I was pleased to find out, right from the source, that the movie site Veoh.com now has a Tommydan1 page.  And Tom is putting up excellent videos, just as he did on YouTube and other places – but this time he’s also putting up full movies.  I recently went there to watch Teesri Kasam (a very good film), and I’ll be returning soon to watch a couple of other movies.

Veoh.com is a worthwhile site.  You can find some good Indian movies with English subtitles there, generally in higher quality than at YouTube or Dailymotion.  In order to do so, though, you have to download their browser.  But that shouldn’t cause much trouble…  Though once the browser is downloaded, you might get these Veoh.com toolbars that refuse to go away, and they seem to be hooked into the Google search.  Or that’s what I found, anyway.  When I did an unrelated Google search after downloading the browser (using the Google search bar), I got a line of pictures of Veoh.com videos at the top of my screen.  I’m not sure if that happens only when you’re logged on or if they’re always there.  In any event, I immediately disabled the Veoh.com toolbars, so now they’re not bothering me.  It’s just a minor nuisance…  I also had some serious buffering problems at first, but they seem to have gone away for now.  Generally, this looks like a good movie source - that is, if you don’t mind having to look at an ad before your movie; that’s the only remaining, minor nuisance I’m finding there that isn’t at YouTube or Dailymotion (yet).

And there is another excellent user site at Veoh.com, Raghubhai77, where I recently went to watch C.I.D. (1956).  This Guru Dutt production was top-notch, as I had expected.  I was actually thinking about writing it up, but I made the mistake of first looking at the writeup at Philipsfil-ums.  I say “mistake” because once I saw this fine review written by Corey Creekmur, I couldn’t think of anything worthwhile to say that wasn’t already said there.  I guess I could come up with something (I might offer a few observations or favorite scenes that Corey didn’t mention), but as with other reviews at this site (such as, for instance, Philip’s own review of Teesri Kasam), it becomes hard, once I’ve read it, not to feel as though any review that I write is going to echo it in some way.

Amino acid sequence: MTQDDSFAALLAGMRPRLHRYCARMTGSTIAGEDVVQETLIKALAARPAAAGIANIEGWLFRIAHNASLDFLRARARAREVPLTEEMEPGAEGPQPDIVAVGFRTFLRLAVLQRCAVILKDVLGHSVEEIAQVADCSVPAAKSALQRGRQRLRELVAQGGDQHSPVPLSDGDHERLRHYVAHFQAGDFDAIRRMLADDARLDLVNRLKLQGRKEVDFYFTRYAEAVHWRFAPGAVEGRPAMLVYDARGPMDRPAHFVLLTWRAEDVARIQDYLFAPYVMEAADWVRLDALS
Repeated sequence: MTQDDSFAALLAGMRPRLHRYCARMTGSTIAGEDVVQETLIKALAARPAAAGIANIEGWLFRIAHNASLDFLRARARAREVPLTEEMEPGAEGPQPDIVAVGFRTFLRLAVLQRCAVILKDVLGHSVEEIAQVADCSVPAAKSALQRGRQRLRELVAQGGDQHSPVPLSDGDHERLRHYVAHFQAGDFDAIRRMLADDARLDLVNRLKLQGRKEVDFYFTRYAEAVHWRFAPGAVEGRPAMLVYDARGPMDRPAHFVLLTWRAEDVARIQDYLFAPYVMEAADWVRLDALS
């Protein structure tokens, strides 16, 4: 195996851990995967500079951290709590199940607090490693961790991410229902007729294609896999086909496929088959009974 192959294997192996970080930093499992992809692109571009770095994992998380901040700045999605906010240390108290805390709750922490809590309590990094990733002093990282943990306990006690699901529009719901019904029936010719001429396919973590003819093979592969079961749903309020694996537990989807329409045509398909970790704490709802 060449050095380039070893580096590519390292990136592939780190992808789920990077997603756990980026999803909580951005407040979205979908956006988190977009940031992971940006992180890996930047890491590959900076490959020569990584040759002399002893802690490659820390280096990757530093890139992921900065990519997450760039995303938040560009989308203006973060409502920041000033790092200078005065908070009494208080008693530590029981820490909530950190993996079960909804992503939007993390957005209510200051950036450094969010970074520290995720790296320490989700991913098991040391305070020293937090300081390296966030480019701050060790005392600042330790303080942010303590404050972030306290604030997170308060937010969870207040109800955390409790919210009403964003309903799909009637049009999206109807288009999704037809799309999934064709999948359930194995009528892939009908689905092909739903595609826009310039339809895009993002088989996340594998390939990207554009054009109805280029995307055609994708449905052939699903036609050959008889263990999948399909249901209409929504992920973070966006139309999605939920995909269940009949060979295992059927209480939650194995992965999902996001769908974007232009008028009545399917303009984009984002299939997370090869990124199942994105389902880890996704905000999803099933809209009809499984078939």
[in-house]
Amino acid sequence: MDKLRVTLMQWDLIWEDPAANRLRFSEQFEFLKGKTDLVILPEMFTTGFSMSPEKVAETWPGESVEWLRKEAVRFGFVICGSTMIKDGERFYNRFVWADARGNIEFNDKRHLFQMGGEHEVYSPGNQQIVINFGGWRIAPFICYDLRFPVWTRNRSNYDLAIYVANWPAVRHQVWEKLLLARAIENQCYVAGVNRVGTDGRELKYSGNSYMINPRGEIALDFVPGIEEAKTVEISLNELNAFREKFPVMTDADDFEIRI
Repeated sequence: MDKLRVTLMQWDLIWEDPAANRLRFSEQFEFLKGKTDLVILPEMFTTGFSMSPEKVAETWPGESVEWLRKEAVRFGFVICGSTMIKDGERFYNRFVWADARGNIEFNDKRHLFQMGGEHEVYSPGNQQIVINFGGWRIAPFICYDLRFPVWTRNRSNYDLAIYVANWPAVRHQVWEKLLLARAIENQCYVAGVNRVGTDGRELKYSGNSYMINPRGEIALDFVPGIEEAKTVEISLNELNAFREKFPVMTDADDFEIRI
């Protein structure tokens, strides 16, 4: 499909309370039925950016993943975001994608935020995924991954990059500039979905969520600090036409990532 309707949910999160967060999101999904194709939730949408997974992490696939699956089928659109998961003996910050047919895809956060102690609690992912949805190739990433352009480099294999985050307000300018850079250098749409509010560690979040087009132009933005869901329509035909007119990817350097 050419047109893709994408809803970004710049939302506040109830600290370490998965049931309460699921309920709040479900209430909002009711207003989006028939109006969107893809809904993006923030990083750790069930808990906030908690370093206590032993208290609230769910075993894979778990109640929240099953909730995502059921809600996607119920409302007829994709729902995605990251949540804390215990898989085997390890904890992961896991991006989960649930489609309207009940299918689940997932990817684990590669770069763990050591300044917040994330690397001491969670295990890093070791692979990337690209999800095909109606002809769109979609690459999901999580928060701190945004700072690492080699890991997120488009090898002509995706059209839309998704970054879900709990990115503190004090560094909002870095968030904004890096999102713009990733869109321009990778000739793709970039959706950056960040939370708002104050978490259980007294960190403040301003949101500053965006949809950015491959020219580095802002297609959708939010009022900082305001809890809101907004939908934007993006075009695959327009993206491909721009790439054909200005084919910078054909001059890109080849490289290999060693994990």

One interesting thing that Corey pointed out about C.I.D. is that in addition to being produced by Guru Dutt and directed by his assistant, Raj Khosla, it “invokes the work of Navketan, the film production company established in 1949 by Dev Anand and his older brother Chetan.”  As Corey mentioned, during the 1950s, Navketan produced Baazi and Kala Pani, among others .  And C.I.D. did remind me a lot of those films, especially of Baazi in places…

(Shamshad Begum on Waheeda Rehman, music by O.P. Nayyar.) 

With regard to Navketan, Corey mentioned something else, which I thought was very interesting:

Navketan was consciously translating the influential work of the radical Indian Peoples’ Theatre Association (IPTA) into a mass form, and C.I.D.’s screenplay by Inder Raj Anand, also closely associated with the Bombay wing of the IPTA, extends this populist influence on the post-Independence Hindi crime film.

I’ve been doing some searches on the IPTA and am finding it a bit difficult. There are a lot of references to the group, but not many sources that provide more than a sentence or two about its origins and mission. Nonetheless, Wikipedia offers a good chunk of info…

Indian People’s Theatre Association (IPTA) was an association of theatre-artists and others based in Kolkata, India the goal of which was to bring cultural awakening among the people of India….

Some of the initial members of the group were Prithviraj Kapoor, Bijon Bhattacharya, Ritwik Ghatak, Utpal Dutt, Khwaja Ahmad Abbas, Salil Chowdhury, Niranjan Singh Maan, S. Tera Singh Chan, Jagdish Faryadi, Khalili Faryadi etc.  The group was formed in 1942, in the background of the Second World War, with Bengal famine of 1943 and starvation deaths in India on the one hand and repression by the colonial masters in the wake of the Quit India Movement and the aggression by the fascist powers on the Soviet Union on the other.  All India People’s Theatre Conference was held in Mumbai in 1943 where the group presented its idea and objective of representing the crisis of the time through the medium of theatre and to help people understand their rights and duties.  This conference led to the formation of committees of IPTA across India.  The movement hit not only theatres, but also cinema and music in Indian languages….

I am going to read more about this group and probably will post about it again in the future (just as I plan to read and post more about some related groups further down south, in Kerala).

As for Navketan, they seem to have eventually strayed from their original path and mission but still produced a lot of good movies for many years to come.

…Which reminds me of one more thing I wanted to mention:  You can now find the soundtrack to the 1971 Navketan film Tere Mere Sapne over at Music from the Third Floor.

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